THE TIMES LITERARY SUPPLEMENT
1 February 1991
Commentary by Ferdinand Mount
Encounter: the end of an era
THE printers' bills cannot be met. Encounter has ceased publication. Hope of an early resurrection is fading. Britain seems to have lost, more or less irrevocably, what must have been ist only memorable journal of ideas since the great quarterlies of the nineteenth century (Criterion , Scrutiny and Horizon were too predominantly literary to qualify).
"Ideas" in the plural is, I think, the right term. The first obituaries of Encounter have naturally seized on the piquant coinciding of the Cold War's end and tried to associate the magazine with one single idea, namely that Communism was wrong. The intellectual defeat of Communism was certainly the cause for which it was started in 1953 and the reason why the CIA so notoriously channeled money into it through the Congress for Cultural Freedom. From Encounter's beginnings to its melancholy extinction, the fiercest debates in its pages, or at the crowded editorial sandwich lunches in St. Martin's Lane and later in Great Windmill Street, would be on some contentious aspect of the Communist world: could there be such a thing as genuine economic reform under a Communist system? Was there really a difference between Soviet Communism and the Chinese variety? How would Communism end -- with a bang or a whimper?
Yet for the generation which grew up in the mid-50s, the anti-Communism was not Encounter's main attraction, although it was bound to be its central theme (what else loomed so large in that bleak and viewless landscape of the times?). What the magazine offered to us was the excitement of an intellectual Abroad. Every month, those block-shaped grainy pages offered a kind of adventure which the timorous British newspapers and weeklies of the late-1950s and early 1960s would not have dreamed of essaying. To us brain-starvelings, Encounter was equivalent to the first whiff of garlic and baguette at Boulogne after the lifting of the travel allowance. And Mel Lasky himself, with his relentless energy and good humor (looking not unlike Lenin after a decent lunch) was an unstoppable, unmistakably foreign trafficker in ideas of the kind that we knew our English pastors and masters would dismiss as unsound -- which made him seem all the more alluring. Through all his ups and downs, Lasky never lost his ability to needle and enthuse his contributors. He remains, after thirty years and more as Encounter's editor, a prophet uniquely without honor in his adopted country.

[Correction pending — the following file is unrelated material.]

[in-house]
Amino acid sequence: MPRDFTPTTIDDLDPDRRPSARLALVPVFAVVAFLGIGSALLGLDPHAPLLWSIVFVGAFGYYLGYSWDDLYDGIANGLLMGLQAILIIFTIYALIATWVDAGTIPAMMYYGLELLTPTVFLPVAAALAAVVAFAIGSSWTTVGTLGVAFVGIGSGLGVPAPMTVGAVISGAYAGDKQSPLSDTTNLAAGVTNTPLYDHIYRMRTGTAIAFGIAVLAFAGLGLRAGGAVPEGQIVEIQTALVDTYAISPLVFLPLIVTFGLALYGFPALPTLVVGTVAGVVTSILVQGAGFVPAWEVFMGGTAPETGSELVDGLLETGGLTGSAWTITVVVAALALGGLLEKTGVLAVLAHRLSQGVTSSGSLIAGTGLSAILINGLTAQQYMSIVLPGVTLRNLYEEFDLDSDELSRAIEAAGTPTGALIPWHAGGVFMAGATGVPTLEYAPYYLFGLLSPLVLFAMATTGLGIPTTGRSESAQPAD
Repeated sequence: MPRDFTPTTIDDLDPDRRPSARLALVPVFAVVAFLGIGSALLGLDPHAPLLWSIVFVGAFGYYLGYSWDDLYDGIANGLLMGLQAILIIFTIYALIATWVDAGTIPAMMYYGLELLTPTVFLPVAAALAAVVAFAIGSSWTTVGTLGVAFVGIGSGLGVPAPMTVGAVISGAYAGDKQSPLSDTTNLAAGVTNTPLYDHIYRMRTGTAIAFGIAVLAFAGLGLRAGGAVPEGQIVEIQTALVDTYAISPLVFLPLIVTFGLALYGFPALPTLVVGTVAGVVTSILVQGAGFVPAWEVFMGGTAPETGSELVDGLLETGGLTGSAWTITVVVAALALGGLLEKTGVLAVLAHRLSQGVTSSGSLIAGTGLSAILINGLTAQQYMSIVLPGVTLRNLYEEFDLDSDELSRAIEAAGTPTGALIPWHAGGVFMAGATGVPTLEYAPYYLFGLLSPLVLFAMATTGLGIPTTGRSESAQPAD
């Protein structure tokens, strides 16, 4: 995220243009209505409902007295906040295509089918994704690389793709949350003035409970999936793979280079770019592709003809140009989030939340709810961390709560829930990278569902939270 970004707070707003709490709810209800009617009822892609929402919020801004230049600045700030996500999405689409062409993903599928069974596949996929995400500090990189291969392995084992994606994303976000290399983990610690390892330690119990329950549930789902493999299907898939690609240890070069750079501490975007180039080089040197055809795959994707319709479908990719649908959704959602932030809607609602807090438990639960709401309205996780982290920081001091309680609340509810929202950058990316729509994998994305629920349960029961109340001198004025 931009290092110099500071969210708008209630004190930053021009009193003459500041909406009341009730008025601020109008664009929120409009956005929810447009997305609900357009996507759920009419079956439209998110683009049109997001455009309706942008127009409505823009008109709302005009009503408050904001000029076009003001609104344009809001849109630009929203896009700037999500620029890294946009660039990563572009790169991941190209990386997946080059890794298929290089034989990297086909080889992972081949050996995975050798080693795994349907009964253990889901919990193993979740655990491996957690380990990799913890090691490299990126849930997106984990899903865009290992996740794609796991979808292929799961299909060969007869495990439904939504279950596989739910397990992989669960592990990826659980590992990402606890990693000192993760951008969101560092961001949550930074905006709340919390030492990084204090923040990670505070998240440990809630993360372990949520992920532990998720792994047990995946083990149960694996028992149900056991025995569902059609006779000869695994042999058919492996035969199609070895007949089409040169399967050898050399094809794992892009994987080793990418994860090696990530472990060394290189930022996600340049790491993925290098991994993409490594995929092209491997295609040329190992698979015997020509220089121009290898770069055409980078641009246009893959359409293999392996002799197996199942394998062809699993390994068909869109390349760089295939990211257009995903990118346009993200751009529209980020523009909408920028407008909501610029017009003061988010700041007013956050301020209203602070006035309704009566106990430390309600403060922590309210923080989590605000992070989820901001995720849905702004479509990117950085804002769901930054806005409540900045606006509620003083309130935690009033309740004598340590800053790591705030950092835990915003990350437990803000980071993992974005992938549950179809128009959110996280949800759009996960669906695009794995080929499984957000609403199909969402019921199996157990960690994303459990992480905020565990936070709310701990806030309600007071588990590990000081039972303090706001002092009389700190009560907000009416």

I happen to see on my shelves the 25th anniversary number (October 1978). It contains not only essays and reviews by Leszek Kolakowski, Hugh Thomas, Peter Medawar, Anthony Quinton, Philip Toynbee, Bryan Robertson and David Lodge, but also fiction by William Tervor and Günter Grass and poems by D.J. Enright, Tom Paulin, Peter Porter, Douglas Dunn, R.S. Thomas, Peter Redgrove and others. The welcome to all sorts of writers, apart from Soviet hacks, was catholic. Nowhere else could one gather quite the same sense of a persisting European civilization only temporarily fractured by the Cold War.
The magazine's center of political gravity was, I suppose, the Croslandite Left, the future of which was eternally being worried over. Yet the magazine was not too afflicted by inverted snobbery to deny a playing field for Nancy Mitford and Evelyn Waugh to debate U and non-U. "Suicide of a Nation", "the end of ideology", "more means worse", "Arnold Toynbee is not a proper historian" -- all these encapsulations, now comfortably absorbed into the conventional wisdom, first came to us via the pages of Encounter. At their best, Encounter's pieces had a purposeful amplitude which never lost itself in vapor nor soared into vinegar.
Where are we to find such stuff nowadays? The voluminous Saturday and Sunday supplements do not begin to try, although they like to think they do. Their audiences are too large and diverse to tolerate extended reflections on unfamilar subjects. Most readers still prefer to read the sort of thing they have already read; they want their fancies tickled, not seriously surprised. Encounter may turn out to have been a rare excursion in English intellectual life, and one which is unlikely to be soon repeated.